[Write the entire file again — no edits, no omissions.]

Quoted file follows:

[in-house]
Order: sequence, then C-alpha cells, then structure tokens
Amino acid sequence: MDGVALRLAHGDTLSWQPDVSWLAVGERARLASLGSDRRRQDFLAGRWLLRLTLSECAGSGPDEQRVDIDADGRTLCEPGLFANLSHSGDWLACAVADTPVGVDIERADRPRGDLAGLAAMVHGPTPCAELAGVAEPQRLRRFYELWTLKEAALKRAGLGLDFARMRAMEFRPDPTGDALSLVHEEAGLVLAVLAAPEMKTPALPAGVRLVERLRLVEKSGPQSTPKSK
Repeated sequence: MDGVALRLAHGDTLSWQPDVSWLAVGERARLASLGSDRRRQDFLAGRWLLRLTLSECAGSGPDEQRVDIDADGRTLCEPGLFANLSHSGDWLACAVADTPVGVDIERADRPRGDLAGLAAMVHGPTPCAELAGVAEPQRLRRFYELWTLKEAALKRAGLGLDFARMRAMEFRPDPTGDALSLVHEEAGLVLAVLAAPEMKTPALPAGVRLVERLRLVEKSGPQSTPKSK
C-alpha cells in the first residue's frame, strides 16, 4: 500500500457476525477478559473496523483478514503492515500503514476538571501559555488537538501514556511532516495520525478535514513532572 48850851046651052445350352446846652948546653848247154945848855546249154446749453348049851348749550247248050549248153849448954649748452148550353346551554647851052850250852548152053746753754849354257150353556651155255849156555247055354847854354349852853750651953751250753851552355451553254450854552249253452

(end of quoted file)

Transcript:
[in-house]
Order: sequence, then C-alpha cells, then structure tokens
Amino acid sequence: MDGVALRLAHGDTLSWQPDVSWLAVGERARLASLGSDRRRQDFLAGRWLLRLTLSECAGSGPDEQRVDIDADGRTLCEPGLFANLSHSGDWLACAVADTPVGVDIERADRPRGDLAGLAAMVHGPTPCAELAGVAEPQRLRRFYELWTLKEAALKRAGLGLDFARMRAMEFRPDPTGDALSLVHEEAGLVLAVLAAPEMKTPALPAGVRLVERLRLVEKSGPQSTPKSK
Repeated sequence: MDGVALRLAHGDTLSWQPDVSWLAVGERARLASLGSDRRRQDFLAGRWLLRLTLSECAGSGPDEQRVDIDADGRTLCEPGLFANLSHSGDWLACAVADTPVGVDIERADRPRGDLAGLAAMVHGPTPCAELAGVAEPQRLRRFYELWTLKEAALKRAGLGLDFARMRAMEFRPDPTGDALSLVHEEAGLVLAVLAAPEMKTPALPAGVRLVERLRLVEKSGPQSTPKSK
C-alpha cells in the first residue's frame, strides 16, 4: 500500500457476525477478559473496523483478514503492515500503514476538571501559555488537538501514556511532516495520525478535514513532572 48850851046651052445350352446846652948546653848247154945848855546249154446749453348049851348749550247248050549248153849448954649748452148550353346551554647851052850250852548152053746753754849354257150353556651155255849156555247055354847854354349852853750651953751250753851552355451553254450854552249253452